“But is that Sichuan peppercorn in your Sichuanese dish actually a Sichuan pepper, or is it something else?” That was the question I set out to answer when I started this blog series on peppercorns.
I’ve spent a great deal of time thinking about this question and investigating it in the field, in markets, and in my own kitchen. And I’ve discovered that there’s no simple answer.
The truth is, many different plants are labeled as “Sichuan peppercorns” in Chinese markets, restaurants, and recipes. These include a number of species of the genus Zanthoxylum (including Z. simulans, Z. bungeanum, and Z. piperitum), as well as other species like Xanthoxylum americanum (prickly ash) and several species of Alpinia (galangal). But despite their differences, these plants are all commonly referred to as hua jiao (Sichuan pepper) in China.
What does this mean for cooks? It means that you can’t be sure what you’re getting when you buy pre-ground Sichuan peppercorns from an Asian market or online retailer. What you need to know is
I just glanced at the Wikipedia page for Sichuan cuisine and noticed a huge discrepancy: the use of “Sichuan pepper” in the Chinese name and in the article’s text, versus “Szechuan pepper” in the title of Zanthoxylum piperitum. Now I have to wonder: is that Sichuan peppercorn in my Sichuanese dish actually a true Sichuan peppercorn?
I’d been going about my life thinking that all Sichuan peppercorns are created equal. But when looking closer, it turns out that China produces many types of peppercorns — including the variety used in the spicy dishes of Hunan Province, which is also known as “Szechwan pepper.” A few very different species go by “Sichuan pepper,” and if you’re eating them, you need to be aware that they may contain compounds which are toxic to humans.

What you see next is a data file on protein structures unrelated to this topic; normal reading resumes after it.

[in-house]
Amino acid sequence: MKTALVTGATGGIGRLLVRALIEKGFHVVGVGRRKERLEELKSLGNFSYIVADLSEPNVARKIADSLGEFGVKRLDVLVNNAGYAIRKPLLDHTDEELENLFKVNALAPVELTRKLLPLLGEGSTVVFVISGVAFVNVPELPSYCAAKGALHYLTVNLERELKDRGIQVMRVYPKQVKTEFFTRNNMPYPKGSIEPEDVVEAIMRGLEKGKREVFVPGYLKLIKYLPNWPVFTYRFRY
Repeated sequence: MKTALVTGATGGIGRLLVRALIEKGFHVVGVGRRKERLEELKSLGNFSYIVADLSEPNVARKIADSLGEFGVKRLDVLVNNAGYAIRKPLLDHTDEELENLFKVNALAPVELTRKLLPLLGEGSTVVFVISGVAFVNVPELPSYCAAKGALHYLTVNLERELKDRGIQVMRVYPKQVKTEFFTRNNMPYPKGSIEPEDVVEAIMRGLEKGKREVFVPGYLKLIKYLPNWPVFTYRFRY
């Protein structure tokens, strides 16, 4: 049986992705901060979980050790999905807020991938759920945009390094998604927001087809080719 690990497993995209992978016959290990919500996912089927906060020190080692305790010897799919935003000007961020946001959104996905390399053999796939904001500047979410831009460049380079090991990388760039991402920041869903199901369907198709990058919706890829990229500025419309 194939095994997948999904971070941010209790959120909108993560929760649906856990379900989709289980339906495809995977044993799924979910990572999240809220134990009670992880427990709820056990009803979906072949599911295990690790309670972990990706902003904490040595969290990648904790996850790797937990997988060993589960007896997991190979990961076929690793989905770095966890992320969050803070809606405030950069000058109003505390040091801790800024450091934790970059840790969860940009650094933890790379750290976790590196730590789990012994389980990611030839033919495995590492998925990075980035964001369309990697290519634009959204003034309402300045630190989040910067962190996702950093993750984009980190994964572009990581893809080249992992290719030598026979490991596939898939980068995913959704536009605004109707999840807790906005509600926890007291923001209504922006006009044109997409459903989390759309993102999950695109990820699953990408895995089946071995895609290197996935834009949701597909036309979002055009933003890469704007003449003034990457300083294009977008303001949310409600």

To make matters more confusing, there’s also a species called Zanthoxylum simulans, which has no toxic compounds; this species is what’s commonly eaten by people in Sichuan Province. The editors at Wikipedia say that it’s difficult to tell these two varieties apart; they even look nearly identical! So how do you know
Sichuan peppercorns are not peppercorns but the dried husks of the fruit of a tree in the rue family. They have a mouth-numbing and tongue-tingling quality from a compound called hydroxy-alpha sanshool. Sanshools are hydrocarbon chains with a phenolic head group, and they are structurally similar to capsaicinoids, the compounds that give chili peppers their heat. A dish seasoned with Sichuan peppercorns is known as ma la, or “numbing and hot.”
In China, the vast majority of dishes seasoned with Sichuan peppercorns come from Sichuan province (the name means “four rivers”). But many dishes seasoned with Sichuan peppercorns in America don’t come from Sichuan (which isn’t surprising), or even from China (which is). This is partly because of the large number of Chinese immigrant populations in Thailand, Laos, Vietnam, and Malaysia that have adapted Chinese dishes to local tastes. These countries also have their own types of “ma la” cuisine (which I will talk about later). It’s also because chefs all over the world are now making their own versions of “Sichuanese” food.
What all these places
The fight against fraud is a longstanding one, and it’s also often an uphill battle. As centuries of literature attest, there are many ways to fudge things and many incentives to do so. Hence it has always been the case that some people will sell you what isn’t really Sichuan peppercorn.